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  12.  3
    Gregor Kroupa (2011). Domnevna zgodovina: dejstva in fikcija. Filozofski Vestnik 32 (1):37-50.
    The article deals with a seldom exposed but ubiquitous method in the 18th century philosophy, named conjectural history by Dugald Stewart. Its characteristic feature is a peculiar combination of historically verified facts and speculations, which in some authors are even openly fictitious. The hypotheses about prehistory (always set forth in the form of temporal historical narrative) are meant to aid a certain classic philosophical topos of the 18th century: the quest for origins. The article first surveys and compares common (...)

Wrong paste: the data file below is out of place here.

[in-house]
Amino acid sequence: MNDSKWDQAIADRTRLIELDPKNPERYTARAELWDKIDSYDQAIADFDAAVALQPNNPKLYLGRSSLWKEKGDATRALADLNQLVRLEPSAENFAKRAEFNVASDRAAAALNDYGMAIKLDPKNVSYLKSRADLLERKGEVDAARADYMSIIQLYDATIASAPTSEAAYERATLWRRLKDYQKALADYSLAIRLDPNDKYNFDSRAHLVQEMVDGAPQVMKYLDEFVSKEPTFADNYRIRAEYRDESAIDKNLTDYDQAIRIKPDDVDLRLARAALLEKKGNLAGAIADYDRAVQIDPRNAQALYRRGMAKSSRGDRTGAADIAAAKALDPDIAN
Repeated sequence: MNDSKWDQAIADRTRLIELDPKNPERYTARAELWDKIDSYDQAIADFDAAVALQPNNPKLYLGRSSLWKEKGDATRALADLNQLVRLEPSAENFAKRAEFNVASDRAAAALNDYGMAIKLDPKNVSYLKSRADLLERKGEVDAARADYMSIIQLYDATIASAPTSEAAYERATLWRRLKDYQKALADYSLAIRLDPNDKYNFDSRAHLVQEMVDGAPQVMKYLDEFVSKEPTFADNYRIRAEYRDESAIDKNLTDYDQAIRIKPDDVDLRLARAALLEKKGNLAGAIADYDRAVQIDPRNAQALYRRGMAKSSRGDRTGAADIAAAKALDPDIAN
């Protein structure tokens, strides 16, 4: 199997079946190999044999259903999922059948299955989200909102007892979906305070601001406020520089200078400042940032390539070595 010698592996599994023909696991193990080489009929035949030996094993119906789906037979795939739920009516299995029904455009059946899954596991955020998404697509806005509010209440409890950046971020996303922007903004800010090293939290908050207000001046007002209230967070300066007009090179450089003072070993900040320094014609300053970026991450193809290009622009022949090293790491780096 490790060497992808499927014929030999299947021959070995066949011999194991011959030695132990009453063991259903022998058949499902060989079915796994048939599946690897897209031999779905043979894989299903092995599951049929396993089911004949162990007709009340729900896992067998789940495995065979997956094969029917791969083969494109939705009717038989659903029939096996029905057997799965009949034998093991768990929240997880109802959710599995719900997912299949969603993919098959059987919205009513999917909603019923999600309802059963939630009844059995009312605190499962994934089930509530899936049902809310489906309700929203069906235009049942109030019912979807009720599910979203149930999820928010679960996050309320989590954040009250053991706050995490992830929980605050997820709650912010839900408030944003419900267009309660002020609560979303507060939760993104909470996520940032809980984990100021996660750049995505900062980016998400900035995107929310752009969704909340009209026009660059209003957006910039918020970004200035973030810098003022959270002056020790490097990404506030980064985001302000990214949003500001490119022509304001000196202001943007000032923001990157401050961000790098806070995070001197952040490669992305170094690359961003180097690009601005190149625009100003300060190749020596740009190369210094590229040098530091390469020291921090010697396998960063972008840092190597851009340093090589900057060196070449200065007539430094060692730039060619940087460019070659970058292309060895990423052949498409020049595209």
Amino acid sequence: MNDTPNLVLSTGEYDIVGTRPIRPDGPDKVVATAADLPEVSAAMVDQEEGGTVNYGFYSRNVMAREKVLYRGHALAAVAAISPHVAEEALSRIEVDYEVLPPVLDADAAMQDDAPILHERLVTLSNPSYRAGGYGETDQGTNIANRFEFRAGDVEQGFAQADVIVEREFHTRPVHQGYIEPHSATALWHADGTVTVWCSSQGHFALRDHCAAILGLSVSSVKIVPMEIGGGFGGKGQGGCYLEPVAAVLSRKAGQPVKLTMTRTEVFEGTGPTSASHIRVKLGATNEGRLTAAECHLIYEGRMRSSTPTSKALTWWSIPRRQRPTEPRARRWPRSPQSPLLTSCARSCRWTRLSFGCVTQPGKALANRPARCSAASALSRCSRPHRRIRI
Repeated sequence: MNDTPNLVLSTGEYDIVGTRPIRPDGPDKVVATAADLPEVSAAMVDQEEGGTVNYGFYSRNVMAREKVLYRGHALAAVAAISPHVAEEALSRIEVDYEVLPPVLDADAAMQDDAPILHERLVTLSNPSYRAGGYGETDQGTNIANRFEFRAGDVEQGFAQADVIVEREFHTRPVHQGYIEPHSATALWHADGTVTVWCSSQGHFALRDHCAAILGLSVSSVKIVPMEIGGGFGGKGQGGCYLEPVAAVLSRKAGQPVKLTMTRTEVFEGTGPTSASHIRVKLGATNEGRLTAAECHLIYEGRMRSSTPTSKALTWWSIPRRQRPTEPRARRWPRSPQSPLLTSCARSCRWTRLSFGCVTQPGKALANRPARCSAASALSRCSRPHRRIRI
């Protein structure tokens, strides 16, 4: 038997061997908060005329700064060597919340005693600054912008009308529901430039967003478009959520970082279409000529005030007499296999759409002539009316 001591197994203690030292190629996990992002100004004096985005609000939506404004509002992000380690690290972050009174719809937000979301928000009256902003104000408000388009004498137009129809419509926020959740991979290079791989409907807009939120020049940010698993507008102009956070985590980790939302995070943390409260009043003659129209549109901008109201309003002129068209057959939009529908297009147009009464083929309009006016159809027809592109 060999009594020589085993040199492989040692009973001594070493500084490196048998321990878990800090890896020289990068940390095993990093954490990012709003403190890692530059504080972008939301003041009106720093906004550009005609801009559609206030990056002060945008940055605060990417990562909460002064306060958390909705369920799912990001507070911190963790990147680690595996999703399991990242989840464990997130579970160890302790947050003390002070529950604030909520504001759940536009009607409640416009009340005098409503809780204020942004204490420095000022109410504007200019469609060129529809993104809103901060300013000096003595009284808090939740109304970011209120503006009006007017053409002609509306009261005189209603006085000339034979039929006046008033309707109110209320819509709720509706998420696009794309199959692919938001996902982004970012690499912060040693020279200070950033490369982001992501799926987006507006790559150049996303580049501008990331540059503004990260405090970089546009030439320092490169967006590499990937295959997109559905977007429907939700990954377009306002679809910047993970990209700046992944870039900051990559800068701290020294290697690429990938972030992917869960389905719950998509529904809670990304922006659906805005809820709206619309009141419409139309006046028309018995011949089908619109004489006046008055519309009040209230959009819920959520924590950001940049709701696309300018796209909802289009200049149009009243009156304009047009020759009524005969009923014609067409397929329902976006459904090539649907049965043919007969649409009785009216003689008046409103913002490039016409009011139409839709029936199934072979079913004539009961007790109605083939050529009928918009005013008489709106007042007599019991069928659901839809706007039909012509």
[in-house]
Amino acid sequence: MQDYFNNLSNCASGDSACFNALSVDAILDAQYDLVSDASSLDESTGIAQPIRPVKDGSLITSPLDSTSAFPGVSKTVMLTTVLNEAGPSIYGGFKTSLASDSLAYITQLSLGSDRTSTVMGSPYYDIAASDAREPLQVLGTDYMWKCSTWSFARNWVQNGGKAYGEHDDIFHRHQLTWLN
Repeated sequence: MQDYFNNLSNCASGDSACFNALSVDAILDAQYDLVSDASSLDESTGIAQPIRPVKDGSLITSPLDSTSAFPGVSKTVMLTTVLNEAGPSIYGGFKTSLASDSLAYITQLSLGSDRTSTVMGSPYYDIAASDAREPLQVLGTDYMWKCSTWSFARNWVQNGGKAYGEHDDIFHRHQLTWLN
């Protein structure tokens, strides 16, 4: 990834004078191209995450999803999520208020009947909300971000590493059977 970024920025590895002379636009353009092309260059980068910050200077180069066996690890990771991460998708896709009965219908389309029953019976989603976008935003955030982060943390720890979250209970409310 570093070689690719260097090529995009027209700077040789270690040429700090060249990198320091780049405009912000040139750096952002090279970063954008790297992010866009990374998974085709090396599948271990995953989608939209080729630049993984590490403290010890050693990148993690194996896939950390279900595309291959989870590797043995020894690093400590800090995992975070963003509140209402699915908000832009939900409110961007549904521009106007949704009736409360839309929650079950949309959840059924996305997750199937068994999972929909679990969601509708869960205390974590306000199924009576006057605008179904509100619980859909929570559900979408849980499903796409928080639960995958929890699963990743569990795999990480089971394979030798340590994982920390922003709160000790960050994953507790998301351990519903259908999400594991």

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  13.  60
    Ronald Beiner (2010). Civil Religion: A Dialogue in the History of Political Philosophy. Cambridge University Press.
    Machine generated contents note: Part I. Machiavelli, Hobbes, Rousseau: Three Versions of the Civil Religion Project: 1. Rousseau's problem; 2. The Machiavellian solution: paganization of Christianity; 3. Moses and Mohammed as founder-princes or legislators; 4. Re-founding and 'filiacide': Machiavelli's debt to Christianity; 5. The Hobbesian solution: Judaicization of Christianity; 6. Behemoth: Hobbesian 'theocracy' versus the real thing; 7. Geneva Manuscript: the apparent availability of a Rousseauian solution; 8. Social Contract: the ultimate unavailability of a Rousseauian solution; Part II. Responses to (...)
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  14.  6
    H. & (2012). Introduction: Castoriadis, Genealogy, History. Cosmos and History: The Journal of Natural and Social Philosophy 8 (2):1-2.
    Editorial introduction to the special issue on the work of Castoriadis.
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  15.  2